|Adult female deer tick|
Ixodes scapularis is commonly known as the deer tick or blacklegged tick (although some people reserve the latter term for Ixodes pacificus, which is found on the West Coast of the USA), and in some parts of the USA as the bear tick. It is a hard-bodied tick (family Ixodidae) of the eastern and northern Midwestern United States. It is a vector for several diseases of animals, including humans (Lyme disease, babesiosis, anaplasmosis, Powassan virus disease, etc.) and is known as the deer tick owing to its habit of parasitizing the white-tailed deer. It is also known to parasitize mice, lizards, migratory birds, etc. especially while the tick is in the larval or nymphal stage.
The image shown at the upper right—and in fact, most images of Ixodes scapularis that are commonly available—show an adult that is unengorged, that is, an adult that has not had a blood meal. This is natural, since the ticks are generally removed immediately upon discovery to minimize the chance of disease. However, the abdomen that holds blood is so much larger when engorged and looks so different from the rest of the tick that it would be easy to assume that an engorged specimen of Ixodes scapularis is an entirely different tick (see photo below).
When the deer tick has consumed a blood meal, its abdomen will be a light grayish-blue color, whereas the tick itself is chiefly black. In identifying an engorged tick, it is helpful to concentrate on the legs and upper part of the body.
I. scapularis has a two-year life cycle, during which time it passes through three stages: larva, nymph, and adult. The tick must take a blood meal at each stage before maturing to the next. Deer tick females latch onto a host and drink its blood for four to five days. Deer are the preferred host of the deer tick, but it is also known to feed on small rodents. After she is engorged, the tick drops off and overwinters in the leaf litter of the forest floor. The following spring, the female lays several hundred to a few thousand eggs in clusters. Transtadial (between tick stages) passage of Borrelia burgdorferi is common. Vertical passage (from mother to egg) of Borrelia is uncommon.
Ticks are very hardy creatures and I. scapularis is no exception. Expect them to be active even after a moderate to severe frost, as daytime temperatures can warm them enough to keep them actively searching for a host. In the spring, they can be one of the first invertebrates to become active. Deer ticks can be quite numerous and seemingly gregarious in areas where they are found.
As disease vector
Ticks that transmit B. burgdorferi to humans can also carry and transmit several other parasites, such as Theileria microti and Anaplasma phagocytophilum, which cause the diseases babesiosis and human granulocytic anaplasmosis (HGA), respectively. Among early Lyme disease patients, depending on their location, 2%–12% will also have HGA and 2%–40% will have babesiosis.
Co-infections complicate Lyme symptoms, especially diagnosis and treatment. It is possible for a tick to carry and transmit one of the co-infections and not Borrelia, making diagnosis difficult and often elusive. The Centers for Disease Control's emerging infectious diseases department did a study in rural New Jersey of 100 ticks, and found 55% of the ticks were infected with at least one of the pathogens.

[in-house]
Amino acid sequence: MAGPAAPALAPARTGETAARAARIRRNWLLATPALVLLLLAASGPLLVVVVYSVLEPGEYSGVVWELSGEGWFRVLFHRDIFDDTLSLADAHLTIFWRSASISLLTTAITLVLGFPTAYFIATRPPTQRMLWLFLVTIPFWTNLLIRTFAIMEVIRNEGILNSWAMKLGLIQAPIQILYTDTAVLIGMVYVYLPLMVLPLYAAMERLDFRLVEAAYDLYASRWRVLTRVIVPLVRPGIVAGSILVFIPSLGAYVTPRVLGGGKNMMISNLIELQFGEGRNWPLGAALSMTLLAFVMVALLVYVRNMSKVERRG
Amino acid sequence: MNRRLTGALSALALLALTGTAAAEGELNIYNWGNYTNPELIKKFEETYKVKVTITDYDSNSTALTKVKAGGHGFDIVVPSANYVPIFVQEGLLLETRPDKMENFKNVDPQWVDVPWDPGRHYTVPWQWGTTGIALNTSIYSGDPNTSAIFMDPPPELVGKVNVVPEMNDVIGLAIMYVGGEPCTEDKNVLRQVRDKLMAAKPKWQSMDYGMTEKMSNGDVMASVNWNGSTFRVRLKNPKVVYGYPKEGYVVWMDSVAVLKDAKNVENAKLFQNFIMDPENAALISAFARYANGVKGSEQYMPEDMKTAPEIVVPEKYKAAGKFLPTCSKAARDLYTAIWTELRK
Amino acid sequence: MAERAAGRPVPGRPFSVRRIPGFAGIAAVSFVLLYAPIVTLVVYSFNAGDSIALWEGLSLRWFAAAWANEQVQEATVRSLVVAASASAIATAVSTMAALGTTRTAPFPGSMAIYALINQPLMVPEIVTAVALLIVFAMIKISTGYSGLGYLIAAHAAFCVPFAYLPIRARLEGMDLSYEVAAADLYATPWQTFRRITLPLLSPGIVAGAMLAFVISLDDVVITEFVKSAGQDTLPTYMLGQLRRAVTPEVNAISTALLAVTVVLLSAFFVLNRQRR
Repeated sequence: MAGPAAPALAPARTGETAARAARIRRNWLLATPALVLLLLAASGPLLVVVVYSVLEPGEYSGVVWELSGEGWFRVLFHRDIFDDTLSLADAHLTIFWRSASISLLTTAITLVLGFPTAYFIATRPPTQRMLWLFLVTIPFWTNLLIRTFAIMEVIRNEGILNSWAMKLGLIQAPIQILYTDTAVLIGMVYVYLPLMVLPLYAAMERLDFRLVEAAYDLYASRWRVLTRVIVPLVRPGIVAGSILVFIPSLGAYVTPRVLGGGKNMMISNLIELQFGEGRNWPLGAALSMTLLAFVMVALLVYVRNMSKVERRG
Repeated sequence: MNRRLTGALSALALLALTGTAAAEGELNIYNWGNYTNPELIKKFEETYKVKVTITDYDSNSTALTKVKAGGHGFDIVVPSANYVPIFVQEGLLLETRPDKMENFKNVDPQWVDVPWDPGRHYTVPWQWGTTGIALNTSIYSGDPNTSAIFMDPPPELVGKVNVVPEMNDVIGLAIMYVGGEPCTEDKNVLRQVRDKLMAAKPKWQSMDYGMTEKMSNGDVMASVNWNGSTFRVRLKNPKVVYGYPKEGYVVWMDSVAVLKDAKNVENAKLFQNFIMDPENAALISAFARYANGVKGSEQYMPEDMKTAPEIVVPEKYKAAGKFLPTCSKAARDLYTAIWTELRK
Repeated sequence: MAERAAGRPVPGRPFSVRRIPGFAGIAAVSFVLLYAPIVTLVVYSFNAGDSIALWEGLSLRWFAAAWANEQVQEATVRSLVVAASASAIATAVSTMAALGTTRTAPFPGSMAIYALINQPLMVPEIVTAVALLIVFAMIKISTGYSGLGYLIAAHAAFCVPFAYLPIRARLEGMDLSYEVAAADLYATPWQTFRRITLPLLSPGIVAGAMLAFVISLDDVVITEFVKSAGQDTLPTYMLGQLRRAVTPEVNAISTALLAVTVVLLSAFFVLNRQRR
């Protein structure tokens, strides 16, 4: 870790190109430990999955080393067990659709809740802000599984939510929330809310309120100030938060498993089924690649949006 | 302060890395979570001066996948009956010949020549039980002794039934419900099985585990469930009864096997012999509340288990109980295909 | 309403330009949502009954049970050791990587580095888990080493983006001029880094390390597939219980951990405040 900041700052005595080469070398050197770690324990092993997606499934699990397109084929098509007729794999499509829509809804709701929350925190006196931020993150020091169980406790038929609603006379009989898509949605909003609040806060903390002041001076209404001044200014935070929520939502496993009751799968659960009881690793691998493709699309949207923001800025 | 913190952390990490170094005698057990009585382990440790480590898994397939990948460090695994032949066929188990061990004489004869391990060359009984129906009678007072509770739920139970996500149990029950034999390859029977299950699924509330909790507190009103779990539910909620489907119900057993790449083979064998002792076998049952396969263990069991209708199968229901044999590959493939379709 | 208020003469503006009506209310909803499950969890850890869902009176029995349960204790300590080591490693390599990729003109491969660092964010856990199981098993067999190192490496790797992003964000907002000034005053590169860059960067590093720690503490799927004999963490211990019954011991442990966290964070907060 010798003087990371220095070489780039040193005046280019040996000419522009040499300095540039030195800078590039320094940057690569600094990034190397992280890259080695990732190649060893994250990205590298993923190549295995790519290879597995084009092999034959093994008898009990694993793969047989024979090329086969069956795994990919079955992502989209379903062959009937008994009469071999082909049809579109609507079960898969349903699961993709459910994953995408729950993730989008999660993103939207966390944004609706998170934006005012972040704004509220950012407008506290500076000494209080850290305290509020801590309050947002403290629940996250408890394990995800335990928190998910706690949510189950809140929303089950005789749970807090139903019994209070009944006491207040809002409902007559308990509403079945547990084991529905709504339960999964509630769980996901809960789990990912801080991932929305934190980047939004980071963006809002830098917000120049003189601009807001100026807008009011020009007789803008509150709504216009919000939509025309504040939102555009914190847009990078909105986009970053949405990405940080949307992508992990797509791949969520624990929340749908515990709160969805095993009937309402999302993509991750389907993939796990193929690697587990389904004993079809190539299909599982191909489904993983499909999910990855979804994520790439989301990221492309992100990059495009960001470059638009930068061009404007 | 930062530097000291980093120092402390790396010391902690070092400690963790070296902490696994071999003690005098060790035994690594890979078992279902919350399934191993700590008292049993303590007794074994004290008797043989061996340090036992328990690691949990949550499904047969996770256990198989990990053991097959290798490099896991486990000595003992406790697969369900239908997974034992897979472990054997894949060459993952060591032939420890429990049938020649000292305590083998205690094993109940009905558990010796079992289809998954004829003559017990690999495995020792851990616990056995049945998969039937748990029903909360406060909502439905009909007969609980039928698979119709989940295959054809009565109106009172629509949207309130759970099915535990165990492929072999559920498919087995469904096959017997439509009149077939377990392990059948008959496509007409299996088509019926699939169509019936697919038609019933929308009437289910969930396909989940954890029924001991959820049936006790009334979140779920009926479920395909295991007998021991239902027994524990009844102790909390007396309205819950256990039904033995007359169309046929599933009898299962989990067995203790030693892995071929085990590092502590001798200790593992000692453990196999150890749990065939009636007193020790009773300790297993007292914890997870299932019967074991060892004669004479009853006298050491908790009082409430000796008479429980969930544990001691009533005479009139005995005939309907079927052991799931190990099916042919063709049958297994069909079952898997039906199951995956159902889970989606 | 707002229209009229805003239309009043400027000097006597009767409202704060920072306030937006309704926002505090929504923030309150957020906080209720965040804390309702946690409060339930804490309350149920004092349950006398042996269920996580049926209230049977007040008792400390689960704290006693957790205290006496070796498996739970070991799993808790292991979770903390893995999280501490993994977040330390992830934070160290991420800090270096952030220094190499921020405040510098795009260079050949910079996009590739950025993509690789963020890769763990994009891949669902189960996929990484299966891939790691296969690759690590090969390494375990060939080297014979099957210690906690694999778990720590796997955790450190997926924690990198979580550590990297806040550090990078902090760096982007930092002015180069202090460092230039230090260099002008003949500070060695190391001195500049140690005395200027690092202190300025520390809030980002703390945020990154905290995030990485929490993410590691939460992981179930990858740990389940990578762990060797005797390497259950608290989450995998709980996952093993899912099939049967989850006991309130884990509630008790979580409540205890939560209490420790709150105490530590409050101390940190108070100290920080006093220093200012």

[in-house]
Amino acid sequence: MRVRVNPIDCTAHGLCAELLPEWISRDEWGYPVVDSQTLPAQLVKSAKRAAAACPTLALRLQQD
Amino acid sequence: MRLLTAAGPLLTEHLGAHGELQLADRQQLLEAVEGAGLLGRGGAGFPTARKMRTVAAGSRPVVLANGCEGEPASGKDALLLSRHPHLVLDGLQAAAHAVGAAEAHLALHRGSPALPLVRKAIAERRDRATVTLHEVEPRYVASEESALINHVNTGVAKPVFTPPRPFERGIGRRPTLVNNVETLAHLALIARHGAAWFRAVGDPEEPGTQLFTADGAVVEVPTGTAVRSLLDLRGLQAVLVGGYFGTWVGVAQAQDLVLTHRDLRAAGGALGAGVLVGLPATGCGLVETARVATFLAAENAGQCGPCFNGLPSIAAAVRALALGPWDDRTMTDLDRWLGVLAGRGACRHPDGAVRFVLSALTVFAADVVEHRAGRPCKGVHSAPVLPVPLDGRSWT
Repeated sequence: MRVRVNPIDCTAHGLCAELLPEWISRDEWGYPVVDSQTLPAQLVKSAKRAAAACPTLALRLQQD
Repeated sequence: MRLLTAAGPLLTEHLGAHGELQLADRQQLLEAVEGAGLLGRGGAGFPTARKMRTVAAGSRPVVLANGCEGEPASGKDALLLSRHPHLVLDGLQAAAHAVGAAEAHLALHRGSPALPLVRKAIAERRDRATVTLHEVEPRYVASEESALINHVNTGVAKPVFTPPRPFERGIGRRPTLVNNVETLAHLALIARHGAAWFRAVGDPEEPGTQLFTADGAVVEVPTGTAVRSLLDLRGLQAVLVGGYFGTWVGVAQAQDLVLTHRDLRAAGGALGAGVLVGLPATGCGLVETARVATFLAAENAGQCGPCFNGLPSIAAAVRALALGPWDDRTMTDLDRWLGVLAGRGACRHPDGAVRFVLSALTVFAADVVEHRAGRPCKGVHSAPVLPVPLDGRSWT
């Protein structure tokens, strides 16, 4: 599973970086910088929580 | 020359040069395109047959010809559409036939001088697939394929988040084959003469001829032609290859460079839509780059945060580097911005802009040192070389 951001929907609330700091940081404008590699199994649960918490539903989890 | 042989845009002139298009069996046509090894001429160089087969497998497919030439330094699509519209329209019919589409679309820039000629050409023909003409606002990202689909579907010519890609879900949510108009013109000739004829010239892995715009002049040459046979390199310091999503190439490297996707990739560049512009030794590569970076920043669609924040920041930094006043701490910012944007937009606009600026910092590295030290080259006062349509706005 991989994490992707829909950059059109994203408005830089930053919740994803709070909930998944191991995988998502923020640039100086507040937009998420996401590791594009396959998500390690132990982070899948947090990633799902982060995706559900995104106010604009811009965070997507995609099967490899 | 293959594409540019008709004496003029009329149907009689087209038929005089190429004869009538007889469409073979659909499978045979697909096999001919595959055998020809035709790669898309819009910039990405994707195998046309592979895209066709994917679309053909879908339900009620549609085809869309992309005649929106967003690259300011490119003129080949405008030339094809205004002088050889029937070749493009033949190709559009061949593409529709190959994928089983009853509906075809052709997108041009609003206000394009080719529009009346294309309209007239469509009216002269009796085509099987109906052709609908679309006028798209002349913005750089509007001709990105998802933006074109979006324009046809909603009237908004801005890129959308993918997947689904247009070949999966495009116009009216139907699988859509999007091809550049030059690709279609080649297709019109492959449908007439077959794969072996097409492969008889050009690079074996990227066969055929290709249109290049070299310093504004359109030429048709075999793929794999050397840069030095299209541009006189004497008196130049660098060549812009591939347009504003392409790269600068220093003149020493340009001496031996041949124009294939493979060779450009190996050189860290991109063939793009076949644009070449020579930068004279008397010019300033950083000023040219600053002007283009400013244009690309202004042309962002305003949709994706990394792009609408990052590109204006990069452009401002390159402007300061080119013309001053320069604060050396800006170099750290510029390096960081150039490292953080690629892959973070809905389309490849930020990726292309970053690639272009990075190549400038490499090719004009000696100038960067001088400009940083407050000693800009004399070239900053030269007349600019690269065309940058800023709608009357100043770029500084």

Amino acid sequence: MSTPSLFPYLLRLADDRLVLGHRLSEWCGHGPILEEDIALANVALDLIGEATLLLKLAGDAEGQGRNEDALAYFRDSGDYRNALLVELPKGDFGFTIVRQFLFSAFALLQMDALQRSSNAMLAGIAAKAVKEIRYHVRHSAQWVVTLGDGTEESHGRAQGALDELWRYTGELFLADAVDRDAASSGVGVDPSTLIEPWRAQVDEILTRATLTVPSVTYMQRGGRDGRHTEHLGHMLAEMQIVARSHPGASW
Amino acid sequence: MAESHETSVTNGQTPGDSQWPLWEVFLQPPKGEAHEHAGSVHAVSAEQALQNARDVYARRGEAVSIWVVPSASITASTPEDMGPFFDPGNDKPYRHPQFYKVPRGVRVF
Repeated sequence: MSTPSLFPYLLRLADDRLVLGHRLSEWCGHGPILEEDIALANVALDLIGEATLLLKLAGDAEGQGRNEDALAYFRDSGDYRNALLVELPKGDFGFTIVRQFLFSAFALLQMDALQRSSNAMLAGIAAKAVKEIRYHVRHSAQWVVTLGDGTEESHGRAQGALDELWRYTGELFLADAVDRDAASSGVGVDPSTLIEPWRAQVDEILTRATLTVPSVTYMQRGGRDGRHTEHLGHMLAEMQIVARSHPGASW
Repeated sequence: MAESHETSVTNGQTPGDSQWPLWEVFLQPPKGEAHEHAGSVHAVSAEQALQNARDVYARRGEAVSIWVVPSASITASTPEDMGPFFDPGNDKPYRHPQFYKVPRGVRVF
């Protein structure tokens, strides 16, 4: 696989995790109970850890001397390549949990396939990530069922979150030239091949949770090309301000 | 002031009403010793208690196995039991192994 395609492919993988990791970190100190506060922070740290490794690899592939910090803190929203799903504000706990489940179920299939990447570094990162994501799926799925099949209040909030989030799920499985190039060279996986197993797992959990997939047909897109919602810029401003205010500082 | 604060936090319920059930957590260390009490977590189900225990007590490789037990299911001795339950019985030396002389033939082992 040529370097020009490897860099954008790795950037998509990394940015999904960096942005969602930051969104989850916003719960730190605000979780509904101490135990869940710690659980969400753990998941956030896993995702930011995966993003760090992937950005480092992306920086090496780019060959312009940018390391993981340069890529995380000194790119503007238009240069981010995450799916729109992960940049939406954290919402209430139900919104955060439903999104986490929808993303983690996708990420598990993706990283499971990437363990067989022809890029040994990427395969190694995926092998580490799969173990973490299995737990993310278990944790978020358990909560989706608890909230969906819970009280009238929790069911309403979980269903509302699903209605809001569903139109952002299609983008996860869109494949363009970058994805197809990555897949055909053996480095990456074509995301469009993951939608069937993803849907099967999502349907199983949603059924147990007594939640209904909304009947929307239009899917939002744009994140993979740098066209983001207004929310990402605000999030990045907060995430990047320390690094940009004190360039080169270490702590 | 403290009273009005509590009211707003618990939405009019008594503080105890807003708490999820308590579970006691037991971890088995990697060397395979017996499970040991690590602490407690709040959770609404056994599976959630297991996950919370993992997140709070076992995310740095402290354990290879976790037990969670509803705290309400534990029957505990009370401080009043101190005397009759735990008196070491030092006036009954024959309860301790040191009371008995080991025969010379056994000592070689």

One of the keys of the success of I. scapularis as a Borrelia vector relies on its ability to limit the proliferation of the spirochaete. This is due to the activity of domesticated amidase effector (dae) genes. Dae genes are a family of horizontally acquired genes related to type VI secretion amidase effector (tae) genes in certain bacteria which encode toxins honed to mediate interbacterial antagonism. Once transferred to eukaryotes tae genes confer novel antibacterial capabilities; this provides a selective advantage to the tick and to other eukaryotes also: tae genes have been transferred from bacteria to eukaryotes at least in six independent events. In particular, I. scapularis have inherited the dae 2 family from a common ancestor between ticks and mites. The product of dae2 expression has been shown to degrade bacterial peptidoglycan of different species and particularly from B. burgdorferi, but does not limit initial acquisition of the bacterium by the tick. Dae2 contributes to the innate ability of I. scapularis to control B. burgdorferi levels after its acquisition. This has potential ramifications for Lyme disease transmission, as spirochaete load in the tick can influence transmission efficiency.
Guineafowl, chickens, and fire ants are known predators of ticks. None has been proven to be effective in populations on a large scale, but anecdotal evidence supports localized control of tick populations.
|NCBI genome ID|
|Genome size||1,765.38 Mb|
|Number of chromosomes||15 pairs|
|Year of completion||2008|
The genome of I. scapularis has been sequenced.
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- Ixodes scapularis genome sequence at VectorBase
- Information on Tick-Related Health Threats and Deer Tick Fact Sheet from the National Pest Management Association
- blacklegged tick, Ixodes scapularis on the UF / IFAS Featured Creatures Web site
- Ixodes scapularis, black-legged tick, deer tick overview as a vector for Lyme disease, developmental stages at MetaPathogen
- Ixodes scapularis genome sequence at VectorBase
- Powassan Virus: Transmission on the Centers for Disease Control and Prevention website.
Please read to protect yourself from Deer ticks that may cause Lyme disease. Public Health Fact Sheet: Lyme Disease